Links Between Education and Housing Discrimination

 Hi Friends,

I had the luxury of visiting the Supreme Court building on Saturday. It was so helpful for my heart to see the outpouring of people who were there to honor Ruth Bader Ginsburg. While at first it felt like a torch had been dropped, I came to see that she had inspired and encouraged so many others to carry torches of their own. The world is brighter for her efforts.

If men, particularly white men, raise their voices to stand in solidarity with women, to amplify us, to validate the challenges women continue to face, particularly women of color, then the protection (and expansion) of our rights is more likely. Those with the most privilege must use it to support those with less.

I also wanted to share the opening remarks I delivered at the CCPTA meeting on September 21.

- Arlington County is moving in the right direction regarding its logo and other symbols that feature Arlington House.
- “Arlington Reaffirms Commitment to Fair Housing Practices” (9/16/20)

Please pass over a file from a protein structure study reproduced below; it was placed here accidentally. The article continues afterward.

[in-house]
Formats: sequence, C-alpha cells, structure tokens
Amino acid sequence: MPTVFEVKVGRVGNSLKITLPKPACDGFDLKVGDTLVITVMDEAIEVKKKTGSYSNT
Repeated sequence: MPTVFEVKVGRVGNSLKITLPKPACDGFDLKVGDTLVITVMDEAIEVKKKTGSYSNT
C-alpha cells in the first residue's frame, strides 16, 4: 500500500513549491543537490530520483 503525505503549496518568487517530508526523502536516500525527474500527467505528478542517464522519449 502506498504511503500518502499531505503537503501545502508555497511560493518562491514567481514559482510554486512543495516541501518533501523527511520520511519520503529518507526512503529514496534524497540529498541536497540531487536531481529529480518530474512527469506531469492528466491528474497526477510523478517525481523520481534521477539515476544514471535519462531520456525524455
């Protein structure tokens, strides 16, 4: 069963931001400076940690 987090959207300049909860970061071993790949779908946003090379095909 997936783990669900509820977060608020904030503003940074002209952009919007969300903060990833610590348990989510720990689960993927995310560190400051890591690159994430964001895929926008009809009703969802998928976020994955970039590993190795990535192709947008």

- The Lee Highway Alliance has more information about “Renaming Lee Highway” (you can submit your new name ideas!) and links and documents related to the Working Group on Renaming Lee Highway. The first meeting took place on September 16.
- Rebecca Burnett at WDVM 25 shared that “Arlington Independent Media to produce series about county’s Black history.”

- Andre Perry writes about “When poorly veiled bigotry masquerades as choice” (The Hechinger Report, 9/15/20). PLEASE read this one. It highlights how choice is used in housing and schools: “In theory, choice means allowing people the freedom to choose the home, neighborhood and school that’s best for them. In practice, choice is frequently a code word for preserving white preferences — in housing and schooling — and excluding Black and Brown people. In education, the word “choice” too often accompanies statements about the need to escape failing schools and zip codes. Read: Black schools and neighborhoods.”

- Molly Stellino writes “College students push for race and ethnic studies classes to be required, but some campuses resist” (The Hechinger Report, 9/11/20). The next step beyond increasing the number of specific classes that include marginalized populations is to have an inclusive curriculum from the beginning, incorporating people from many backgrounds, meaningfully, in the way we teach every subject. Instead of celebrating Black history and culture ONLY in February, the teaching of Black history should not ONLY be found in a special class. It should be something we learn about alongside everything else, of equal value and relevance. Every subject, every class.